Meta Nash, a former Frederick City alderwoman, fondly recalls her father taking charge of making eggnog. Now, the tradition continues for another generation, with her daughter and son-in-law in Atlanta hosting a ’nog open house for friends every Christmas. She says, “I grew up in Mississippi and Daddy’s eggnog was reserved for the Christmas holidays. My father had a few special recipes that he would make: onion soup, New Year’s Day black-eyed peas and eggnog among them.”
Her father preferred bourbon (2 cups per batch), but Nash modified the recipe to include a jigger or so of dark rum. The recipe calls for mixing the whiskey with 3/4 cup sugar and letting it sit overnight to fully dissolve the crystals. Then, the syrupy liquid is drizzled into beaten egg yolks. “My father always said the whiskey ‘cooked’ the eggs,” recalls Nash.
Some recipes take it to the extreme, such as Food Network personality Alton Brown’s aged eggnog. These rely upon a hearty dose of alcohol for its antimicrobial and preservative properties to counterbalance the raw eggs. Instead of consuming immediately, the boozy concoction is mellowed in cold storage for weeks or even months to achieve maximum flavor.
This is the Bowers family’s preferred method. We caught up with Frederick native Charles “Fritz” Bowers Jr. and his daughter, Chrisse Bowers, who use a 100-plus-year recipe. Fritz remembers his father, “Daddy Bowers,” making gallons to share with friends and neighbors as far back as the 1940s.
Charles F. Bowers Sr. was a Frederick architect. “The last workday before Christmas,” recalls his son, “he allowed people to stop work at noon. They ate lunch. Then, all the contractors would stop by and get eggnog.” In the heyday, “We used to make 30 to 40 batches. Each one had a quart of bourbon. … Now we only make enough.” A few years ago, they tested different liquors, ultimately deciding the original recipe had the best flavor. Virginia gentlemen bourbon, Bacardi rum and Tennessee whiskey provide the kick.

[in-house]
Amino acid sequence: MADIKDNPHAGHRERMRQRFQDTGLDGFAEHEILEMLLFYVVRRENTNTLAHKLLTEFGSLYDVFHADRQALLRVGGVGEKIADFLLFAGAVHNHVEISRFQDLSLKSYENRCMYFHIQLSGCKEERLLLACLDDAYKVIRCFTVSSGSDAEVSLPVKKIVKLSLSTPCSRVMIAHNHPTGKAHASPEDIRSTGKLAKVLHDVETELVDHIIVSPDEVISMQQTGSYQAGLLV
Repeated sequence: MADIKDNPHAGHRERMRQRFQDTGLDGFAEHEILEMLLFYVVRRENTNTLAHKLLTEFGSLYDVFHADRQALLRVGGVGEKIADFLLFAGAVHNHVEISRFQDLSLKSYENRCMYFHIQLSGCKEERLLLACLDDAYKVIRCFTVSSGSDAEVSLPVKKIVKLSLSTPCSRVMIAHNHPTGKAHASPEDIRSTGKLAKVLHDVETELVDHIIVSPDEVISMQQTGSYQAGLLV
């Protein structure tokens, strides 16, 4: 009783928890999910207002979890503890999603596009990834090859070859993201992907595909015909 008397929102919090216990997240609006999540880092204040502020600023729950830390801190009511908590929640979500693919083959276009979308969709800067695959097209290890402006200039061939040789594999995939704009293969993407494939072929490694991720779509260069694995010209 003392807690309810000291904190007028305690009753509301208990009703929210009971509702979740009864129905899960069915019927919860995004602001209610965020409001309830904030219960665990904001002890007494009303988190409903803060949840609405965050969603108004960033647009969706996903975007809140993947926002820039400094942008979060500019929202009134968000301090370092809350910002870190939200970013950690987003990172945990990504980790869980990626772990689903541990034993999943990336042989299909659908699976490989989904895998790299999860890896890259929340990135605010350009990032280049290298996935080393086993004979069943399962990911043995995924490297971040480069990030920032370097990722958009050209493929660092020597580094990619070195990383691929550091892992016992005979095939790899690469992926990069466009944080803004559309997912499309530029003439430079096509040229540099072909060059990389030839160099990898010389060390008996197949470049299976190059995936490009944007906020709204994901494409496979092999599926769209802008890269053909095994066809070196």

Making eggnog together is half the fun. “You put all the nonalcoholic ingredients in first. Then you have to be very slow and careful when you pour the alcohol in,” says Chrissy in mock seriousness, before breaking into a laugh. “You have to be in training for a couple of years to make sure that you’re not going to mess it up.”
Chrisse, Fritz and a few helpers start around Thanksgiving, so the eggnog will be ready for the family’s annual holiday gathering, which may include lunch at Brewer’s Alley followed by a trip to the cemetery to decorate Bowers family graves with greenery. The pair portion their liquid gifts into recycled peanut butter jars for easy distribution. Occasionally, they serve it from a beehive-shaped heirloom vessel that’s as old as the family recipe.
For those who are squeamish about raw eggs but still want to try making this hallmark indulgence, chef/author Sara Moulton’s version tempers the egg yolks with hot milk before adding ingredients to a larger pan over low heat (160 degrees) and stirring to a very loose custard consistency. Corn-starch can help stabilize the mixture. Strain or blend to remove any lumps. The late Art Ginsberg (aka Mr. Food) offered a quick-and-easy eggnog recipe that nixed the eggs altogether, replacing their thickening power with instant vanilla pudding.
If you go raw, the American Egg Board advises using only refrigerated, clean, uncracked, fresh Grade AA or A eggs. Pasteurized shell/egg products reduce the risk of foodborne illness. Clean all cooking equipment and prep surfaces and, of course, always wash your hands.
So, channel Clark Griswold’s devotion to hearth and home. Don that colorful sweater. Gather loved ones, quaff a sip of silky eggnog and raise a glass of cheer, because holidays come but once each year.